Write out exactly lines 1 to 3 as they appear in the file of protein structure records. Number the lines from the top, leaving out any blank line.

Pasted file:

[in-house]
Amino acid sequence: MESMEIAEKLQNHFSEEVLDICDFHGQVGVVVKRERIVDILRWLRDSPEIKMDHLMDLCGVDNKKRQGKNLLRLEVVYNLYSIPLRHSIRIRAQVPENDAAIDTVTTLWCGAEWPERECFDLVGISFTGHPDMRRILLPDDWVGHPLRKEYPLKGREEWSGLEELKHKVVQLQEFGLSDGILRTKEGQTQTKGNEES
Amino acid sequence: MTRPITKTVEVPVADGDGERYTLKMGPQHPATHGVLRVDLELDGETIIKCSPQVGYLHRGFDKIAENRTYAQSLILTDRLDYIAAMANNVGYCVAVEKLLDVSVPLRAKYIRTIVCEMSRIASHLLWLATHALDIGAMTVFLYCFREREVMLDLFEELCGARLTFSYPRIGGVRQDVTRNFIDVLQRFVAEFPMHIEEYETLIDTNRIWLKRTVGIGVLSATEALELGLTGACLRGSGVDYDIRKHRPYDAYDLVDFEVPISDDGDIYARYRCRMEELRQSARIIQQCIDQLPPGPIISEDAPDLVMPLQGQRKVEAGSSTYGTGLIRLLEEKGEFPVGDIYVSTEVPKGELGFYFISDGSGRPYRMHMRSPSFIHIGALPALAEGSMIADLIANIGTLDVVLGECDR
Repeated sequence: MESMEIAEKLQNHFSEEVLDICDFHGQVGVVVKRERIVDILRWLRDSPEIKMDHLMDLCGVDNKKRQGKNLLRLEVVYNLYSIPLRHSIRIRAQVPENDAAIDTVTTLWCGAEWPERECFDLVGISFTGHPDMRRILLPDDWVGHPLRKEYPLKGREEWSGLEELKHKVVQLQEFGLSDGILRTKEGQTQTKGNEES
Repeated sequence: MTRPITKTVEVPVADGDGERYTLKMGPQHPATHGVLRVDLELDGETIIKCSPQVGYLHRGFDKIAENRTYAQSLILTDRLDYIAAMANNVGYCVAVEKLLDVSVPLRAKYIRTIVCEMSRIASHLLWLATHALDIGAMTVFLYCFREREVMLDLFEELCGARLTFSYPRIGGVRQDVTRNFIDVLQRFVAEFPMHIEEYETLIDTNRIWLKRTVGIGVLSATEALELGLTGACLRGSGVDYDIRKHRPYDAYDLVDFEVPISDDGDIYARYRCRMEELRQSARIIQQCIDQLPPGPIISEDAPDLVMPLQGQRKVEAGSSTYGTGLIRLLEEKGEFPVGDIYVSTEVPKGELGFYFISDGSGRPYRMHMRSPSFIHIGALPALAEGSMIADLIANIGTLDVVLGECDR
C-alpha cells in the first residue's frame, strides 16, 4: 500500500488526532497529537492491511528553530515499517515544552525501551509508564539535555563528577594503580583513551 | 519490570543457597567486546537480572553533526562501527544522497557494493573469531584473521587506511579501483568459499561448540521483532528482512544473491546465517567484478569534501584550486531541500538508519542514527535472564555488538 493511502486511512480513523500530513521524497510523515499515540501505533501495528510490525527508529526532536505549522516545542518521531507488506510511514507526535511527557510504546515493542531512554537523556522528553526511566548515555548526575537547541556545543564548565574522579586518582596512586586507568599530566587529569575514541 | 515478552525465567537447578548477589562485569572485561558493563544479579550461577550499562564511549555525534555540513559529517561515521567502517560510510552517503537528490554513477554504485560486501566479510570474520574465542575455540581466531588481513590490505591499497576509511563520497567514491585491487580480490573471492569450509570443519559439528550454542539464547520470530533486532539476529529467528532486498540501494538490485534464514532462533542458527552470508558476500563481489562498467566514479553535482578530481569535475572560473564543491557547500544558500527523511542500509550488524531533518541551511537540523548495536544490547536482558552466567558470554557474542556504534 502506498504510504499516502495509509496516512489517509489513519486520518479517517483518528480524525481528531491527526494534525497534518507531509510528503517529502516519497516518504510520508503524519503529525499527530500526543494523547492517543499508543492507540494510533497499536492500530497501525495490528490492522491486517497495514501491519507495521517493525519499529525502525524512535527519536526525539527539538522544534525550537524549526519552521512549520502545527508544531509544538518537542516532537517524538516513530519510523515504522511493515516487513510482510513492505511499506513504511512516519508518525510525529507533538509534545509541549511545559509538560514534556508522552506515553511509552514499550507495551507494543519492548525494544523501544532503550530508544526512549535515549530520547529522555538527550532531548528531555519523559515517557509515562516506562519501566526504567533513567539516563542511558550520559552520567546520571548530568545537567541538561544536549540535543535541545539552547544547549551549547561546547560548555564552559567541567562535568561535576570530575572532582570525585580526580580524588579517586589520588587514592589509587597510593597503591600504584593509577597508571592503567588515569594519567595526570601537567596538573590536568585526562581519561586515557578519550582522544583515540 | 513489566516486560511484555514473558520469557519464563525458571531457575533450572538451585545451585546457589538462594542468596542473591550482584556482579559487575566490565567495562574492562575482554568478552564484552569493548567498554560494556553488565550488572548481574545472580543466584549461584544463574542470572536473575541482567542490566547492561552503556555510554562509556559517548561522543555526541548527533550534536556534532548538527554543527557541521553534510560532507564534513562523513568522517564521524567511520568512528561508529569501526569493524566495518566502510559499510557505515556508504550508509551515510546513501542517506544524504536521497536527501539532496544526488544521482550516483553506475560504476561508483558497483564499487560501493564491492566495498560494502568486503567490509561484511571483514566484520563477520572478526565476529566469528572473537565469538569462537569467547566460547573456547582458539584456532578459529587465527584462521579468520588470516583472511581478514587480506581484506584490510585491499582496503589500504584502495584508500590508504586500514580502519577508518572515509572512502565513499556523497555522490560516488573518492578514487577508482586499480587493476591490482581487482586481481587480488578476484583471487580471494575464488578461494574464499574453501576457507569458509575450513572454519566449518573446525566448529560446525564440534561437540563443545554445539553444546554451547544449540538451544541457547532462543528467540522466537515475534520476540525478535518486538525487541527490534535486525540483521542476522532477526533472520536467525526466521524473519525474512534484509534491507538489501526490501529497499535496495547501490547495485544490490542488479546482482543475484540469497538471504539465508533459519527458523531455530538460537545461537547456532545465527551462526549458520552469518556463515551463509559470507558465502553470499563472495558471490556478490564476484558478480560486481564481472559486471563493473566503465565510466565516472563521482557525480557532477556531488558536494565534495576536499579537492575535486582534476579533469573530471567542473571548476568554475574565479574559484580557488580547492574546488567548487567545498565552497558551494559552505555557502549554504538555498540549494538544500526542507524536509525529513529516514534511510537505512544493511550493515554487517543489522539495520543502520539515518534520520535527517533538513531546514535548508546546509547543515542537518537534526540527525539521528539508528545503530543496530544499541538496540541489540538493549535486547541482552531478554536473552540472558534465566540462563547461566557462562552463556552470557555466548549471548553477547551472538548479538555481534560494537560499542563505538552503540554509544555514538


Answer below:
[in-house]
Amino acid sequence: MESMEIAEKLQNHFSEEVLDICDFHGQVGVVVKRERIVDILRWLRDSPEIKMDHLMDLCGVDNKKRQGKNLLRLEVVYNLYSIPLRHSIRIRAQVPENDAAIDTVTTLWCGAEWPERECFDLVGISFTGHPDMRRILLPDDWVGHPLRKEYPLKGREEWSGLEELKHKVVQLQEFGLSDGILRTKEGQTQTKGNEES
Amino acid sequence: MTRPITKTVEVPVADGDGERYTLKMGPQHPATHGVLRVDLELDGETIIKCSPQVGYLHRGFDKIAENRTYAQSLILTDRLDYIAAMANNVGYCVAVEKLLDVSVPLRAKYIRTIVCEMSRIASHLLWLATHALDIGAMTVFLYCFREREVMLDLFEELCGARLTFSYPRIGGVRQDVTRNFIDVLQRFVAEFPMHIEEYETLIDTNRIWLKRTVGIGVLSATEALELGLTGACLRGSGVDYDIRKHRPYDAYDLVDFEVPISDDGDIYARYRCRMEELRQSARIIQQCIDQLPPGPIISEDAPDLVMPLQGQRKVEAGSSTYGTGLIRLLEEKGEFPVGDIYVSTEVPKGELGFYFISDGSGRPYRMHMRSPSFIHIGALPALAEGSMIADLIANIGTLDVVLGECDR